Casey-Lefkowitz pointed to EPA's anticipated comments on the final State review as pivotal, particularly if they comport with pipeline critics in urging that Obama nix the XL link and requiring a second supplemental environmental assessment. "Hoping that is one thing," she added, "but knowing what EPA will do is another."
Past precedent, uncertain future
Bids for the White House to referee interagency NEPA disputes are uncommon but can become turning points for projects facing environmental controversies. EPA has instigated 16 of the 27 bids by an objecting agency for CEQ to step in since 1974, according to White House records -- among them New York City's West Side Highway and water use contracts in California's Central Valley.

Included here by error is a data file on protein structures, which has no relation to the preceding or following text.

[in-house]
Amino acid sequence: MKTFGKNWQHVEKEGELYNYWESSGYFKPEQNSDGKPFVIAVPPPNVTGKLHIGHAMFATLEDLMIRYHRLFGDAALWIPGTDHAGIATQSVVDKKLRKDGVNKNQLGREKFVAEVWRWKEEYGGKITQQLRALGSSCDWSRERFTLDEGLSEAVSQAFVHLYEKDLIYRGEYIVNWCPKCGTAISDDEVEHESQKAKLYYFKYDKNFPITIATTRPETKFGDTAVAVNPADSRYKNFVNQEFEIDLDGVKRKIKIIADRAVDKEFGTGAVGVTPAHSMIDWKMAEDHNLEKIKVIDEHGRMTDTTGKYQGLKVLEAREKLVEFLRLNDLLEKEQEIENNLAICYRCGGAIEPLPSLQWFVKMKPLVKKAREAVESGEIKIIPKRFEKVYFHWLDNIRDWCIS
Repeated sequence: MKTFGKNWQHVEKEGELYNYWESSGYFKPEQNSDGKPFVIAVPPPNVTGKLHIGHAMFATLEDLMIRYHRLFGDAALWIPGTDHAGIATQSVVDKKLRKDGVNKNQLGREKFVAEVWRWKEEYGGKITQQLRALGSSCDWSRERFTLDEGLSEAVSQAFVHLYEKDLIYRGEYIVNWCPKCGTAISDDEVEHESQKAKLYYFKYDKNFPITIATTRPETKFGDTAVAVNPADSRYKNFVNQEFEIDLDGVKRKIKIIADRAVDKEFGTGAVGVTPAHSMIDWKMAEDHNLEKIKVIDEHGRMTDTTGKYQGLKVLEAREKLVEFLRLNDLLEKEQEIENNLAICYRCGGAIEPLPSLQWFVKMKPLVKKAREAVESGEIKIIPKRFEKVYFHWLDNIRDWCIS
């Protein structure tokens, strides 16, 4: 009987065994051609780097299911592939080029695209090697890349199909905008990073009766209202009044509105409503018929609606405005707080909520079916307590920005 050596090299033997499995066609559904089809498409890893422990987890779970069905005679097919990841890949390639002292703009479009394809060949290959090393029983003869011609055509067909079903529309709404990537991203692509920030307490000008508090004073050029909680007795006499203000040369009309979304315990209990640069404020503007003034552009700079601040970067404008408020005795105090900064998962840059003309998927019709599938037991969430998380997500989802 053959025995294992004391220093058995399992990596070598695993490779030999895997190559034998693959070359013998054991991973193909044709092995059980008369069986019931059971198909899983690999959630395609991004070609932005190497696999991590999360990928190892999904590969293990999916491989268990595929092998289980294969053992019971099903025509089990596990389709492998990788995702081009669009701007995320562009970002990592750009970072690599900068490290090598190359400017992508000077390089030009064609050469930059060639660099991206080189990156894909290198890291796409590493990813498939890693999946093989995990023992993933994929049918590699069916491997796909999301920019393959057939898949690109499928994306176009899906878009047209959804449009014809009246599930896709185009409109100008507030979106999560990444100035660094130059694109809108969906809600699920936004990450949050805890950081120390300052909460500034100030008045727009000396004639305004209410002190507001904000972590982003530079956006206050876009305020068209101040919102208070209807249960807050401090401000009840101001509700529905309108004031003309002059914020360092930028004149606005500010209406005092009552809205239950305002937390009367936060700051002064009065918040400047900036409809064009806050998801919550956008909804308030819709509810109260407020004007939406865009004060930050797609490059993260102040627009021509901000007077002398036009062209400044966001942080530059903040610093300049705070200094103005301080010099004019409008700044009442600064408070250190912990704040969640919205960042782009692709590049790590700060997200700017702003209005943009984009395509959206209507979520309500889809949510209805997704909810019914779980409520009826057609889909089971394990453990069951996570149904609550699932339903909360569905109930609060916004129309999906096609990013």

Yet part of the reason that EPA declined to invoke NEPA in seeking White House involvement with Keystone XL this fall may be a desire within the administration for CEQ to avoid getting involved in such disagreements, according to two advocates working to stop the pipeline.
"We'd known for some time that Sutley's position was to avoid any referral during this administration, and I think [CEQ] had really viewed such a thing as a failure of the government process," National Wildlife Federation (NWF) energy adviser Ryan Salmon said in an interview.
Sierra Club Associate Campaign Director Kate Colarulli echoed that sentiment in describing the EPA move as unsurprising. "The word on the street," she explained in an interview, is that agencies with the power to weigh in on the pipeline were told that the decision was best left at State's doorstep. "Unfortunately, I think they're trying to keep the train on its tracks, even if it's on a bad track."